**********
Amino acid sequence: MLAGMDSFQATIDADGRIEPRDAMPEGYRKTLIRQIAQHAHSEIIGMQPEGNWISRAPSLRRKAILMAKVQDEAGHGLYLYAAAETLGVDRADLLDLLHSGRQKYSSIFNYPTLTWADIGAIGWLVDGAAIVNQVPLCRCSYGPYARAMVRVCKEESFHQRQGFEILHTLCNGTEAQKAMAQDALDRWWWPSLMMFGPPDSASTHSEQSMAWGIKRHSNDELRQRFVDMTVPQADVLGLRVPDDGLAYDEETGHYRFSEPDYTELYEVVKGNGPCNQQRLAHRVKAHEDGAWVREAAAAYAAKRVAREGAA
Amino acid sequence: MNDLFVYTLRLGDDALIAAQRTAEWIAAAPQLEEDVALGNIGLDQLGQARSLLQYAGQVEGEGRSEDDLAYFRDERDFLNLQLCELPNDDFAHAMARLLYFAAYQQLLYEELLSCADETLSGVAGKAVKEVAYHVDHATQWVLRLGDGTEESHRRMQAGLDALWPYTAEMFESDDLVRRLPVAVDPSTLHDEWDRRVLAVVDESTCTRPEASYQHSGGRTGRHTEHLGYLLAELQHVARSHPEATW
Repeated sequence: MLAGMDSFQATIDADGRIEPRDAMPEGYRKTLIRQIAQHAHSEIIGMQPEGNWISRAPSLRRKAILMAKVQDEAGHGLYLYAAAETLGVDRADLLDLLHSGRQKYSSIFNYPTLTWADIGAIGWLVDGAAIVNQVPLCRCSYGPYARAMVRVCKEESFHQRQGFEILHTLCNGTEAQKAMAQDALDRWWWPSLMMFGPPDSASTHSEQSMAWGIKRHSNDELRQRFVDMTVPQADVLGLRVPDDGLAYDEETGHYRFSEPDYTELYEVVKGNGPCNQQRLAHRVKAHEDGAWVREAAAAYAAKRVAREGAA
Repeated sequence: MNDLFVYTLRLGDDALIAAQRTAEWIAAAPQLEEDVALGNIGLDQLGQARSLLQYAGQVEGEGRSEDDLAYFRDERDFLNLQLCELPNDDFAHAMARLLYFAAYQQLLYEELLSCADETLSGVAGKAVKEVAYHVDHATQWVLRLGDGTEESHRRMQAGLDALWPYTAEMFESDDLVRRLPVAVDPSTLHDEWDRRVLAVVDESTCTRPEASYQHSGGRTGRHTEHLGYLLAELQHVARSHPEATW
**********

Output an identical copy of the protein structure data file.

Amino acid sequence: MLAGMDSFQATIDADGRIEPRDAMPEGYRKTLIRQIAQHAHSEIIGMQPEGNWISRAPSLRRKAILMAKVQDEAGHGLYLYAAAETLGVDRADLLDLLHSGRQKYSSIFNYPTLTWADIGAIGWLVDGAAIVNQVPLCRCSYGPYARAMVRVCKEESFHQRQGFEILHTLCNGTEAQKAMAQDALDRWWWPSLMMFGPPDSASTHSEQSMAWGIKRHSNDELRQRFVDMTVPQADVLGLRVPDDGLAYDEETGHYRFSEPDYTELYEVVKGNGPCNQQRLAHRVKAHEDGAWVREAAAAYAAKRVAREGAA
Amino acid sequence: MNDLFVYTLRLGDDALIAAQRTAEWIAAAPQLEEDVALGNIGLDQLGQARSLLQYAGQVEGEGRSEDDLAYFRDERDFLNLQLCELPNDDFAHAMARLLYFAAYQQLLYEELLSCADETLSGVAGKAVKEVAYHVDHATQWVLRLGDGTEESHRRMQAGLDALWPYTAEMFESDDLVRRLPVAVDPSTLHDEWDRRVLAVVDESTCTRPEASYQHSGGRTGRHTEHLGYLLAELQHVARSHPEATW
Repeated sequence: MLAGMDSFQATIDADGRIEPRDAMPEGYRKTLIRQIAQHAHSEIIGMQPEGNWISRAPSLRRKAILMAKVQDEAGHGLYLYAAAETLGVDRADLLDLLHSGRQKYSSIFNYPTLTWADIGAIGWLVDGAAIVNQVPLCRCSYGPYARAMVRVCKEESFHQRQGFEILHTLCNGTEAQKAMAQDALDRWWWPSLMMFGPPDSASTHSEQSMAWGIKRHSNDELRQRFVDMTVPQADVLGLRVPDDGLAYDEETGHYRFSEPDYTELYEVVKGNGPCNQQRLAHRVKAHEDGAWVREAAAAYAAKRVAREGAA
Repeated sequence: MNDLFVYTLRLGDDALIAAQRTAEWIAAAPQLEEDVALGNIGLDQLGQARSLLQYAGQVEGEGRSEDDLAYFRDERDFLNLQLCELPNDDFAHAMARLLYFAAYQQLLYEELLSCADETLSGVAGKAVKEVAYHVDHATQWVLRLGDGTEESHRRMQAGLDALWPYTAEMFESDDLVRRLPVAVDPSTLHDEWDRRVLAVVDESTCTRPEASYQHSGGRTGRHTEHLGYLLAELQHVARSHPEATW